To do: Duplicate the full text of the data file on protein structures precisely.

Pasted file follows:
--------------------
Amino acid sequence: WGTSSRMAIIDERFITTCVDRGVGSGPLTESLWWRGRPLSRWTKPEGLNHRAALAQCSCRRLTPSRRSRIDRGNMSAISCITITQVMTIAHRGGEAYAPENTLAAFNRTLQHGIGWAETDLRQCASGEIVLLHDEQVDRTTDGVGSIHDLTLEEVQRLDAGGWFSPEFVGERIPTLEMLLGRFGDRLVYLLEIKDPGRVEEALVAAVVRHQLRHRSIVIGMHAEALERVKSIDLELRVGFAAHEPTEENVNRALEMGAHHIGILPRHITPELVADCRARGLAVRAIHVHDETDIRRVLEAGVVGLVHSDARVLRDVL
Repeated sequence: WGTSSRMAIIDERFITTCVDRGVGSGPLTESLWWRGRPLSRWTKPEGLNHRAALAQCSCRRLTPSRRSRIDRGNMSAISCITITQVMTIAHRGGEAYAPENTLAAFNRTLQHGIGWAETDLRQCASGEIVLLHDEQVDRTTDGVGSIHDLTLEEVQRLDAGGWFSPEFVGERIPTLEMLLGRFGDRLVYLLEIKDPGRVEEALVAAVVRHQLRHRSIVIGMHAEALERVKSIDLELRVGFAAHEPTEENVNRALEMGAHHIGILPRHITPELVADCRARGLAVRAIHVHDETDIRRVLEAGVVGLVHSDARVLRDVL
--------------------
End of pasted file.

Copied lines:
Amino acid sequence: WGTSSRMAIIDERFITTCVDRGVGSGPLTESLWWRGRPLSRWTKPEGLNHRAALAQCSCRRLTPSRRSRIDRGNMSAISCITITQVMTIAHRGGEAYAPENTLAAFNRTLQHGIGWAETDLRQCASGEIVLLHDEQVDRTTDGVGSIHDLTLEEVQRLDAGGWFSPEFVGERIPTLEMLLGRFGDRLVYLLEIKDPGRVEEALVAAVVRHQLRHRSIVIGMHAEALERVKSIDLELRVGFAAHEPTEENVNRALEMGAHHIGILPRHITPELVADCRARGLAVRAIHVHDETDIRRVLEAGVVGLVHSDARVLRDVL
Repeated sequence: WGTSSRMAIIDERFITTCVDRGVGSGPLTESLWWRGRPLSRWTKPEGLNHRAALAQCSCRRLTPSRRSRIDRGNMSAISCITITQVMTIAHRGGEAYAPENTLAAFNRTLQHGIGWAETDLRQCASGEIVLLHDEQVDRTTDGVGSIHDLTLEEVQRLDAGGWFSPEFVGERIPTLEMLLGRFGDRLVYLLEIKDPGRVEEALVAAVVRHQLRHRSIVIGMHAEALERVKSIDLELRVGFAAHEPTEENVNRALEMGAHHIGILPRHITPELVADCRARGLAVRAIHVHDETDIRRVLEAGVVGLVHSDARVLRDVL